AUSTRALIA - Australia's Superannuation industry has criticised Tony Abbott's coalition party for failing to release a substantive pensions policy just hours before the General Election.
The Association of Superannuation Funds of Australia (ASFA), the Australian Institute of Superannuation Trustees (AIST) and the Financial Services Council (FSC) said in a joint statement that a failure to increase the Superannuation Guarantee (SG) to 12%, the failure to raise the concessional caps for individuals over 50 and the failure to provide a super tax contribution rebate for low-income earners would have a significant adverse impact on the future wellbeing of Australian workers.
Ahead of this weekend's election battle between Abbott's coalition party and Julia Gillard's (pictured) Labor party, ASFA CEO Pauline Vamos said that the majority of Australian voters are also superannuation fund members and would be disappointed that the coalition's only plan for superannuation is the promise of more reviews and delays.
"The coalition's costings document highlights bottom line savings at the expense of Australian workers' retirement benefits. Early investment in superannuation provides huge benefits for individuals and the Australian economy as whole," said Vamos.
The super bodies said the gradual increase of the SG to 12% would see super accounts boosted for average workers by A$110,000 and aggregate national retirement savings up by half a trillion dollars, the super bodies said.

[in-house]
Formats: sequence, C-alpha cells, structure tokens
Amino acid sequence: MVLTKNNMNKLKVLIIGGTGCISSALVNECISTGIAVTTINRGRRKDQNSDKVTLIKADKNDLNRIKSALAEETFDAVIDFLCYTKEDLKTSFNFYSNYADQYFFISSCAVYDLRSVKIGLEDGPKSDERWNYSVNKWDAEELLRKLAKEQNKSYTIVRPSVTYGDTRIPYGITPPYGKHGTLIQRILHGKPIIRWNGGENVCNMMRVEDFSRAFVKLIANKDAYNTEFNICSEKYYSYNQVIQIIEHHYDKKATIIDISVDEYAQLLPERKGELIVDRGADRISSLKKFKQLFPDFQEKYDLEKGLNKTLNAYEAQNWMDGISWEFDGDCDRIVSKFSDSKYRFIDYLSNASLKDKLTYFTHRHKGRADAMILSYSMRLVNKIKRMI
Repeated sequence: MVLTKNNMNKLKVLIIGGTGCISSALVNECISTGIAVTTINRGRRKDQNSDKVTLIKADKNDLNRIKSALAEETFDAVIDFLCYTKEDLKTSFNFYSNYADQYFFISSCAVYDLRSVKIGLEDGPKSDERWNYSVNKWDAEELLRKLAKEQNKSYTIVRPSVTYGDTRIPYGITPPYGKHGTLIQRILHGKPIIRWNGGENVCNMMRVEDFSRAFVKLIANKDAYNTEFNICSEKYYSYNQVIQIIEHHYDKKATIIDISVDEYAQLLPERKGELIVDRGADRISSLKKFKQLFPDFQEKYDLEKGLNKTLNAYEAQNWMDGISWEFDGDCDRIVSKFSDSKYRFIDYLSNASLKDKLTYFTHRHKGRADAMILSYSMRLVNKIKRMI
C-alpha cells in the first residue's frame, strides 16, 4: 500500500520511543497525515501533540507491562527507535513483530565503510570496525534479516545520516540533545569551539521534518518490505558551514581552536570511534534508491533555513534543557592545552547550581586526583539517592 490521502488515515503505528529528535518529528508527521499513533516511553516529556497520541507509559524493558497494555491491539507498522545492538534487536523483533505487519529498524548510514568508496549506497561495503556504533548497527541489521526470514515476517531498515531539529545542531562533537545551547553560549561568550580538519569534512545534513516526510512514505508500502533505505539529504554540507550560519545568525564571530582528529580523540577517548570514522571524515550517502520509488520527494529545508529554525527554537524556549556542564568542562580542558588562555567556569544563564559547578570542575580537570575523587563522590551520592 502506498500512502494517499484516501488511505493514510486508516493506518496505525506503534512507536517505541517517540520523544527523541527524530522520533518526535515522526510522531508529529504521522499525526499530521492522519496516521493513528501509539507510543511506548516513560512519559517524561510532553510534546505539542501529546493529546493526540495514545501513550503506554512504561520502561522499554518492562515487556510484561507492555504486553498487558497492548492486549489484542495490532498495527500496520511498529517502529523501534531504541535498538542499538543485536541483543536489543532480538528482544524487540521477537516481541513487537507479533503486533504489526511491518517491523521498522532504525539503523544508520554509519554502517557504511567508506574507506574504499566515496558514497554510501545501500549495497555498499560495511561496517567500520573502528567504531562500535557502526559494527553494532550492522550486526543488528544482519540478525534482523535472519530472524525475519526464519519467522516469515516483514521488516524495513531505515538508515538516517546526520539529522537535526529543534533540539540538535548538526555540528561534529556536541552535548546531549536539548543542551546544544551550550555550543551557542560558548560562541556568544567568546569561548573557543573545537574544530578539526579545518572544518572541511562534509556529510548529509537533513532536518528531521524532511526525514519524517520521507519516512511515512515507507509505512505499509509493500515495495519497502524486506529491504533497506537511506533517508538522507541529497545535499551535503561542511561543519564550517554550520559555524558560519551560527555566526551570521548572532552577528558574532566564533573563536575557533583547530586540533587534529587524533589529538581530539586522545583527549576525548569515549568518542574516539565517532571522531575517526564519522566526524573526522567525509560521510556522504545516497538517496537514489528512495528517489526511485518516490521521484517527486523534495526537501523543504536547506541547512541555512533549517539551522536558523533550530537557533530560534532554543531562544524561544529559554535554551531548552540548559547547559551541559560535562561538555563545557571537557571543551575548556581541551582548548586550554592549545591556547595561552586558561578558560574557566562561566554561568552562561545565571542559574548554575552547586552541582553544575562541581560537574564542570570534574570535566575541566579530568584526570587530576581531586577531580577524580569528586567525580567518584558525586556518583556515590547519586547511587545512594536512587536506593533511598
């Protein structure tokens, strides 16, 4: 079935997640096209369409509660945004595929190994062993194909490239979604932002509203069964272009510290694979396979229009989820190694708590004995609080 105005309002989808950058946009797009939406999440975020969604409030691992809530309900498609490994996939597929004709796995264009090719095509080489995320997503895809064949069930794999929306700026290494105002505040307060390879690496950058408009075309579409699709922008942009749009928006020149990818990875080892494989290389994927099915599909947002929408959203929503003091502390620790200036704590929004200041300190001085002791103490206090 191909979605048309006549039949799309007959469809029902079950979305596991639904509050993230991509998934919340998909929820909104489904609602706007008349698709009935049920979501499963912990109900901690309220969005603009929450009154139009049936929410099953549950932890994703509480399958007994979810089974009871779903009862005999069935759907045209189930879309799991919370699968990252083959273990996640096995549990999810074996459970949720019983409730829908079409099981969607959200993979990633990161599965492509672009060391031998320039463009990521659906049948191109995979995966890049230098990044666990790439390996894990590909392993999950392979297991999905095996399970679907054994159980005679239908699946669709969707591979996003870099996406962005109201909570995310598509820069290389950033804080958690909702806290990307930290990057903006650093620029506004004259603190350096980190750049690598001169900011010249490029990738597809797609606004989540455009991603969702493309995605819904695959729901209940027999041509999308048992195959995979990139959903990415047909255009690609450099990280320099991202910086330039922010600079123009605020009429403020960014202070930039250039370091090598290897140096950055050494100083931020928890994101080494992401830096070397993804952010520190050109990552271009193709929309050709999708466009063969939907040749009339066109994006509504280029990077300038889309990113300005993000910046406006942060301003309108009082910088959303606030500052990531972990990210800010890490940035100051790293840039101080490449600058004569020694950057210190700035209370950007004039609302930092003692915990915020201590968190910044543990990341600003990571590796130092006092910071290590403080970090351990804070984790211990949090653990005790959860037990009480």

AIST CEO Fiona Reynolds said that superannuation plays crucial roles across the economy including alleviating the long term challenges of an ageing society, enlarging the nation's savings pool and keeping Australia's financial sector well resourced with access to a ready made pool of capital.
Superannuation also played a central role in cushioning the economy from the worst effects of the global financial crisis, she added.
FSC CEO John Brogden said research commissioned by the FSC shows that current prospective level of retirement incomes in Australia is low by international standards with a A$695bn gap between current retirement savings and what is needed to deliver the minimum adequate level of incomes in retirement.
Vamos said Australians take superannuation very seriously and look to the industry to provide them with comfort and financial stability in retirement.
Results of recent polls reveal that almost 90% of working Australians believe the government made a good decision in increasing the SG from 9% to 12%.
The results were especially stark amongst women on middle to low incomes and younger people whose support for increasing the SG is almost universal.
Investors, driven by depressed interest rates, slower global economic growth and rich equity market valuations are examining non-traditional investment opportunities.
The registration deadline for the Workplace Savings & Benefits Awards 2019 is today.
This week's top stories were the DWP giving the green light to CDC and TPR granting extensions for 11 master trust authorisation applications.
Susan Martin says building strong foundations for business are the only way forward as the pensions industry is radically shaken up